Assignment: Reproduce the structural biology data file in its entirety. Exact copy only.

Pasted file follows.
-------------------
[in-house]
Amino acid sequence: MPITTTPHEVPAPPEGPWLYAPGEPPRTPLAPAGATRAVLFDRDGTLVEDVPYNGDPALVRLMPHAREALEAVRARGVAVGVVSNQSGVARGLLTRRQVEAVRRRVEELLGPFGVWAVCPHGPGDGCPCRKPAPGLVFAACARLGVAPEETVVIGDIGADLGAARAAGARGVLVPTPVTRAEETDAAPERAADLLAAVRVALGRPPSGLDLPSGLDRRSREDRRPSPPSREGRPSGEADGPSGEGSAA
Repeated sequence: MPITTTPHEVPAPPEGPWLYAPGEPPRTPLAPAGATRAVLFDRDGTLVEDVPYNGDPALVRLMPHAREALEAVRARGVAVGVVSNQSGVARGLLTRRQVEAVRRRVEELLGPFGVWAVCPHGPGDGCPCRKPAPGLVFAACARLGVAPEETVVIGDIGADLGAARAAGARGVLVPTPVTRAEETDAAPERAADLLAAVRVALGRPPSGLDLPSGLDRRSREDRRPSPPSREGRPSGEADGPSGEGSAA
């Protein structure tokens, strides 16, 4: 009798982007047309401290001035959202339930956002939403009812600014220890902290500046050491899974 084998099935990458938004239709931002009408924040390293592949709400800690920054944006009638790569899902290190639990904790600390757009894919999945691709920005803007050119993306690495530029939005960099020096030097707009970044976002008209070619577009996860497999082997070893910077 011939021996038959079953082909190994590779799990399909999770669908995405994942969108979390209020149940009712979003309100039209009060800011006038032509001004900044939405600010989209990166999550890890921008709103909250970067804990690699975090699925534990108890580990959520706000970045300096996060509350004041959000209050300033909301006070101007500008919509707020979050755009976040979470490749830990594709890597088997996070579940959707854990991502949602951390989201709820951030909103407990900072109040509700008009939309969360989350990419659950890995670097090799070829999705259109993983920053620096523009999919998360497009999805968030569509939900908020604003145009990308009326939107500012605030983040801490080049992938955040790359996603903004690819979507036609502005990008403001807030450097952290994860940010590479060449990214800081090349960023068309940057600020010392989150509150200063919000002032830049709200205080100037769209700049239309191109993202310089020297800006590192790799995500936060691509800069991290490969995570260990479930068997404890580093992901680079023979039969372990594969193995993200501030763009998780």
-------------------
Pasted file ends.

[in-house]
Amino acid sequence: MPITTTPHEVPAPPEGPWLYAPGEPPRTPLAPAGATRAVLFDRDGTLVEDVPYNGDPALVRLMPHAREALEAVRARGVAVGVVSNQSGVARGLLTRRQVEAVRRRVEELLGPFGVWAVCPHGPGDGCPCRKPAPGLVFAACARLGVAPEETVVIGDIGADLGAARAAGARGVLVPTPVTRAEETDAAPERAADLLAAVRVALGRPPSGLDLPSGLDRRSREDRRPSPPSREGRPSGEADGPSGEGSAA
Repeated sequence: MPITTTPHEVPAPPEGPWLYAPGEPPRTPLAPAGATRAVLFDRDGTLVEDVPYNGDPALVRLMPHAREALEAVRARGVAVGVVSNQSGVARGLLTRRQVEAVRRRVEELLGPFGVWAVCPHGPGDGCPCRKPAPGLVFAACARLGVAPEETVVIGDIGADLGAARAAGARGVLVPTPVTRAEETDAAPERAADLLAAVRVALGRPPSGLDLPSGLDRRSREDRRPSPPSREGRPSGEADGPSGEGSAA
């Protein structure tokens, strides 16, 4: 009798982007047309401290001035959202339930956002939403009812600014220890902290500046050491899974 084998099935990458938004239709931002009408924040390293592949709400800690920054944006009638790569899902290190639990904790600390757009894919999945691709920005803007050119993306690495530029939005960099020096030097707009970044976002008209070619577009996860497999082997070893910077 011939021996038959079953082909190994590779799990399909999770669908995405994942969108979390209020149940009712979003309100039209009060800011006038032509001004900044939405600010989209990166999550890890921008709103909250970067804990690699975090699925534990108890580990959520706000970045300096996060509350004041959000209050300033909301006070101007500008919509707020979050755009976040979470490749830990594709890597088997996070579940959707854990991502949602951390989201709820951030909103407990900072109040509700008009939309969360989350990419659950890995670097090799070829999705259109993983920053620096523009999919998360497009999805968030569509939900908020604003145009990308009326939107500012605030983040801490080049992938955040790359996603903004690819979507036609502005990008403001807030450097952290994860940010590479060449990214800081090349960023068309940057600020010392989150509150200063919000002032830049709200205080100037769209700049239309191109993202310089020297800006590192790799995500936060691509800069991290490969995570260990479930068997404890580093992901680079023979039969372990594969193995993200501030763009998780």